On our trip to San Francisco, we visited the California Academy of Sciences and had lunch at the museum’s fine dining restaurant, the Moss Room. That night we had dinner at SPQR. Both meals were on a Sunday in early April.
After seeing the Planetarium show at the museum, we decide spur of the moment to see if we can get into the Moss Room (http://www.themossroom.com) for lunch. The restaurant is full and we don’t have reservations, but a table for two opens up as we are standing there. There is also an cafeteria filled with interesting choices but D really wants a “nice meal” and we are on vacation, right?
The restaurant is downstairs and a bit dark with the only natural light coming from windows topping a staircase on the far side of the room. There’s a bar, a smallish dining room, and a glassed in room with a “communal” table.
Keeping with the “sustainable” theme of the museum, no bottled water is offered, just a carafe of water to fill our glasses. The wine list separates the wines by the glass into “organic”, “sustainable” and “biodynamic” and I order a glass of organic Easton Zinfandel. D orders a Liberty Ale and we ponder the menu.
For a starter, we share “country style pork terrine with house made pickles, fruit mostarda and frisee” ($11). For my main I order “Duck Confit and Heirloom Chicory Salad with a poached farm egg, bacon and piment d’ espellet” ($16). It’s excellent and very satisfying with a perfectly poached egg, the smokiness of the bacon and yummy duck confit.
D orders the “Moroccan Lamb Kefta with cous cous, cucumbers and yogurt” ($18). The Kefta is a lamb sausage which appears house-made and has great flavor. Happy and satisfied, we skip dessert and head back upstairs to explore more of the museum. Lunch for two, before tax and tip is $58.
The restaurant is on Fillmore St. which is two bus rides from the hotel for us. But we’re fortunate, and don’t have to wait long for either bus. We walk down the street a couple of blocks to SPQR (http://www.spqrsf.com ).
The restaurant is full, but the host tells us there are two seats at the “chef’s counter” in the back and asks if we’d like to sit there. Would we? Of course!
The restaurant is a narrow space, filled with small tables, close together. There is a short bar in the middle with seating and another bar along the kitchen’s hot line near the back which is where we sit. It’s dimly lit where we’re sitting, so I’m not really able to take photos.
Our server is a wonderful woman named Natasha whose passion and knowledge of the food and wine absolutely enhances our meal. Again, no bottled water is offered, just a nice looking small carafe placed on the bar. This is something I notice in every restaurant in San Francisco and I wish we would follow the trend in Los Angeles.
Natasha walks us through the wines by the glass list which is lengthy and 100% Italian. I’m shocked that I only recognize a few of the wine producers; there are a lot of unusual selections. Almost everything is offered in s 3oz taste, full glass and 375ml carafe. D opts to start with the Ferrari Brut Rose and I get the Calabrian Wine Flight which is 4 2oz pours, 2 white, 2 red for $15. D later gets a glass of Campanian red to go with the rest of his meal.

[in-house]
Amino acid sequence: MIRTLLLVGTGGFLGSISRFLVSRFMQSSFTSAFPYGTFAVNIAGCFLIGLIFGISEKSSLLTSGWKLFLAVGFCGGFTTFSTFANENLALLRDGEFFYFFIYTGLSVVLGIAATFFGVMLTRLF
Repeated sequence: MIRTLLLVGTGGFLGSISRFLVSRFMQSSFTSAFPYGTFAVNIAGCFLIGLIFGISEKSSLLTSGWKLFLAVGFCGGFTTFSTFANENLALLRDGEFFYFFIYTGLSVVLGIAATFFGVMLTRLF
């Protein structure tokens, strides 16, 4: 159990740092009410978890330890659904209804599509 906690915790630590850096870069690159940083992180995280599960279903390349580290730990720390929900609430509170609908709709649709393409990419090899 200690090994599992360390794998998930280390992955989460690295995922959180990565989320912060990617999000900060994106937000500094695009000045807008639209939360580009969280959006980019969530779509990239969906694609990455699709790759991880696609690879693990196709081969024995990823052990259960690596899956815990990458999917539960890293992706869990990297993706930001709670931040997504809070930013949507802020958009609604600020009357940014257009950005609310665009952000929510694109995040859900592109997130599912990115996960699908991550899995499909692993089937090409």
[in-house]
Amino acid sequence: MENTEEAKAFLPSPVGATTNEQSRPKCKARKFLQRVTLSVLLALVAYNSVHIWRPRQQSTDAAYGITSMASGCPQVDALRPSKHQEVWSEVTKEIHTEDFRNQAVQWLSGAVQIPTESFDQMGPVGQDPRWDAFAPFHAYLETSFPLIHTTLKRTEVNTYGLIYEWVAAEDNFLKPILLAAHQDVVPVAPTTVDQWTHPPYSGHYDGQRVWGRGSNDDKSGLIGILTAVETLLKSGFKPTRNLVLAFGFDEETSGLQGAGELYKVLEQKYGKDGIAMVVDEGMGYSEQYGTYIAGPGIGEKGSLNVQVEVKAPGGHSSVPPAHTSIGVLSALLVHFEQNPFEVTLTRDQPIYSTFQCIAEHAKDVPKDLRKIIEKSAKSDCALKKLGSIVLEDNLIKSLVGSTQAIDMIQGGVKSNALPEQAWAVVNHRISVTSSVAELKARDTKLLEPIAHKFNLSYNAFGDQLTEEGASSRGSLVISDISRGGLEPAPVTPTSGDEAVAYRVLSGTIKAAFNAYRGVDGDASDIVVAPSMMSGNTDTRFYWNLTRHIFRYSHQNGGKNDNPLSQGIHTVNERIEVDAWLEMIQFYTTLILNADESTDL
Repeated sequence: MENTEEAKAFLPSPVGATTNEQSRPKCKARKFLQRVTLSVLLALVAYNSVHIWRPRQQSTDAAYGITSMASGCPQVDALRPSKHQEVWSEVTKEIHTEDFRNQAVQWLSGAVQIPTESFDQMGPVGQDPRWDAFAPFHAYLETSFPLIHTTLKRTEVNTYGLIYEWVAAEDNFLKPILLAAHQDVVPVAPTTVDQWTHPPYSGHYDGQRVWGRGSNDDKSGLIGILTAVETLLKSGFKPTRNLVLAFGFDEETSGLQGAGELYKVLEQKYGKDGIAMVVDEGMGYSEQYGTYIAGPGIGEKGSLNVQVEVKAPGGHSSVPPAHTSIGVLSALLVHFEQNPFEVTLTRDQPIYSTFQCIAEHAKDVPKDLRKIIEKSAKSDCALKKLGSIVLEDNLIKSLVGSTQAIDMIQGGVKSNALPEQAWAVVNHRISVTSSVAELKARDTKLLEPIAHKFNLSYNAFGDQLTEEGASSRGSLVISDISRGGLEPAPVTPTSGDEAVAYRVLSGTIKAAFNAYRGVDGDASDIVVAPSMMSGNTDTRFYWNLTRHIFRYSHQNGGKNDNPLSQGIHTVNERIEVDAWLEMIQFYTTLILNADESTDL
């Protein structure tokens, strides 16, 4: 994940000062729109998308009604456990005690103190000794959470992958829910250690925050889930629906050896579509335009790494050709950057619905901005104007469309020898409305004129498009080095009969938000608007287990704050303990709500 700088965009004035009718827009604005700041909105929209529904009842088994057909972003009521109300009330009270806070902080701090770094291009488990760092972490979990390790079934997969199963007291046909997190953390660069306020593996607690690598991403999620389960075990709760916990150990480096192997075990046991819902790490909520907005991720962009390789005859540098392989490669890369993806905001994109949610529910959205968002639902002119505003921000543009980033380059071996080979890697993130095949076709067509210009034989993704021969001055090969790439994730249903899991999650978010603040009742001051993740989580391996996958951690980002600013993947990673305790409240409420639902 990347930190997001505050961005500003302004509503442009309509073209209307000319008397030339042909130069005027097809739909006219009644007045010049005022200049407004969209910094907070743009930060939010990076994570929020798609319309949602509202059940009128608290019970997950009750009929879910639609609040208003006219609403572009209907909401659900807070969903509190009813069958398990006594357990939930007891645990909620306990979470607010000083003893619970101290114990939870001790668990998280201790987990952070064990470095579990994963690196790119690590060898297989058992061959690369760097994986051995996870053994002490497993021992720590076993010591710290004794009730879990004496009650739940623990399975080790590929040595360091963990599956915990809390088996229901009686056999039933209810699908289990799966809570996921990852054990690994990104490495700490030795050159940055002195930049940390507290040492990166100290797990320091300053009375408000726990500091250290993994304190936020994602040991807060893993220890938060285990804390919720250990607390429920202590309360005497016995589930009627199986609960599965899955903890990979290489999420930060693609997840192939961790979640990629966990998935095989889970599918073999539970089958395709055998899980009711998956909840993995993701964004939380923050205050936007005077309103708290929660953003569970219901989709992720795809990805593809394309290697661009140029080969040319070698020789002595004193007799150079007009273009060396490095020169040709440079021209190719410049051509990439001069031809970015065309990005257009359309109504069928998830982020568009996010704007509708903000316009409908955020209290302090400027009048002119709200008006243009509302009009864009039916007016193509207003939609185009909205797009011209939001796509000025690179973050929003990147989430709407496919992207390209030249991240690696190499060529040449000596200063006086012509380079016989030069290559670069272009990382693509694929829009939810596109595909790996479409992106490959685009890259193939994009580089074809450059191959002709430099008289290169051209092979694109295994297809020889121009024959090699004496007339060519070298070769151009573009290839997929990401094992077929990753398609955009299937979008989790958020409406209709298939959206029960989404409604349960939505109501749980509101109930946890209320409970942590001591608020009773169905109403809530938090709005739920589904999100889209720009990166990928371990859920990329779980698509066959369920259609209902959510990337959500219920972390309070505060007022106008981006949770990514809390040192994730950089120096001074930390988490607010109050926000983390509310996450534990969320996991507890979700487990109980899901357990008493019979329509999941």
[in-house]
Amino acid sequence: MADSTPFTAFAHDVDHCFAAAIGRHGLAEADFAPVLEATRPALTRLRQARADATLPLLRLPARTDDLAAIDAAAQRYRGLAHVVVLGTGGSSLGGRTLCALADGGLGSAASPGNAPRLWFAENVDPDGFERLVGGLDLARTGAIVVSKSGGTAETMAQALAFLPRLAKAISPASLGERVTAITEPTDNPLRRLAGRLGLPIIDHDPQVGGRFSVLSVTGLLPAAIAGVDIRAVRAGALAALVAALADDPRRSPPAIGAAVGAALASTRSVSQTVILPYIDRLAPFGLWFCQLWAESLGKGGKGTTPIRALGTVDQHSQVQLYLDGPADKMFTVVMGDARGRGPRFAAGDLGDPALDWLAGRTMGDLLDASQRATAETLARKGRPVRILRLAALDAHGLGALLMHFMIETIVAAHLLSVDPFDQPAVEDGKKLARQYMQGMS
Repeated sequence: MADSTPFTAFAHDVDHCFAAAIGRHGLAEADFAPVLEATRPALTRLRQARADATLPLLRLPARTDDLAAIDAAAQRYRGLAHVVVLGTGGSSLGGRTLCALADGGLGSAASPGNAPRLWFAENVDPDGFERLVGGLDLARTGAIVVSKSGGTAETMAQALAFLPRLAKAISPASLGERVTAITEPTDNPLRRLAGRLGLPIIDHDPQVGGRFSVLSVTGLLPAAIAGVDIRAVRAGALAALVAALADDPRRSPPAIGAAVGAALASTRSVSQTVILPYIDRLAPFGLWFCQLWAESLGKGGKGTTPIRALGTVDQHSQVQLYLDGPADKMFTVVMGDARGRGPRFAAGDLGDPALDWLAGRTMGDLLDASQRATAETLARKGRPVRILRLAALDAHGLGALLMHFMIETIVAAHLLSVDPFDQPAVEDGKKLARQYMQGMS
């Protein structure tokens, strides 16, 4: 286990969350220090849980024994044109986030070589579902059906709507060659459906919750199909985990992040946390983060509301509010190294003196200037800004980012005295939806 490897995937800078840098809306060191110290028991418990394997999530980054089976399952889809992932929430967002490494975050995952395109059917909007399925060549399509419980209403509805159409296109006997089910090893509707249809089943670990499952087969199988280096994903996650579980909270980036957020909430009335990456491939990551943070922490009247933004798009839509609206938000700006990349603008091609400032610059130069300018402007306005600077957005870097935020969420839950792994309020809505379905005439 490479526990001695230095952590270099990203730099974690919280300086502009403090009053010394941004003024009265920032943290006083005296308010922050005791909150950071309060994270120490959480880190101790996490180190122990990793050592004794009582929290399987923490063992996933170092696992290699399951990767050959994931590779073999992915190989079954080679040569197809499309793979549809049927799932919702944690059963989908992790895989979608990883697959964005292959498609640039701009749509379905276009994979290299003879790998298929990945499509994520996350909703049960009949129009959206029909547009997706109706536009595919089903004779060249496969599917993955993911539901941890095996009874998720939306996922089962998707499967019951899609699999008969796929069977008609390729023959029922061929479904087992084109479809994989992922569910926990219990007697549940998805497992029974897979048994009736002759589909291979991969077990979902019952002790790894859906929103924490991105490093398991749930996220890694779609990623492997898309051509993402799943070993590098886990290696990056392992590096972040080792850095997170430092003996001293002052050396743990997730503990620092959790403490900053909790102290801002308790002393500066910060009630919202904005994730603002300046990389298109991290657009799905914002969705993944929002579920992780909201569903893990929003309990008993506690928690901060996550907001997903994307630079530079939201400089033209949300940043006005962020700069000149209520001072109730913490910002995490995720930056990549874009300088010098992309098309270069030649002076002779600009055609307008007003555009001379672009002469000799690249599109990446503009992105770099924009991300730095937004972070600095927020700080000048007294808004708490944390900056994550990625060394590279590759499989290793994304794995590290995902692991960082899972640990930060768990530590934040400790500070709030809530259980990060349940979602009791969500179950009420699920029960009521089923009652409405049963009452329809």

The menu is small, but packed with interesting choices. It’s set up with an “Antipasti” page divided into three sections (Cold, Hot, and Fried). All choices are $8 each or 3 for $21. We chose one from each section; Tuna conserva with puntarelle, garlic, anchovy and mojama (cold), Jones Farm Rabbit with carrots, frisee, mustard and pancetta (hot), and Brussels Sprouts with garlic, parsley, capers and lemon (fried). They were all good, but the rabbit salad was my favorite. In general, I don’t like brussels sprouts, but cooked this way, crispy with a ton of fried garlic and lemon, what’s not to love? I’d even order them again.
Every month, the menu celebrates the food of a different region of Italy. This month was Calabria, as evidenced by my wine flight and the rabbit dish. All of the pastas are made in house so we each order one. I have the Amatriciana and D orders the Carbonara. My pasta is very good, but D’s dish is the star of the night. It could not have been more perfect.
While waiting for our dishes to arrive, sitting at the the chef’s bar gives us the opportunity to watch the cooks in action.
There’s the sous chef, standing on the outside of the line calling the orders and pick-ups. There’s the young woman working the fryer and cold plates. There are two guys cooking the pastas and hot dishes and everyone is sharing a space about 8 feet long.
I am impressed by how calm and organized they all are given how busy the restaurant is. There’s no shouting, no missed orders, only one extra plate made by mistake. One of the guys is also training a newbie; the young kid is hesitant and unsure, but the trainer is patient. I’m also surprised they are all dressed in street clothes; t-shirts, jeans, lots of tattoos and a white apron seem to be the standard uniform. But the food coming out of the little space is impressive.
For dessert, D orders a little grapefruit sorbet and we call it a night. Dinner for two (apps, pastas, wines, sorbet) before tax and tip is about $90. We take the bus back toward the hotel and four loud teenagers get on, obviously drunk. The bus driver goes about two blocks and then pulls over and kicks them off the bus. The passengers applaud. Our second bus is not running so we have to walk about 10 blocks back to the hotel.
For more on the museum and the other things we did in San Francisco, please see my web site: http://www.wired2theworld.com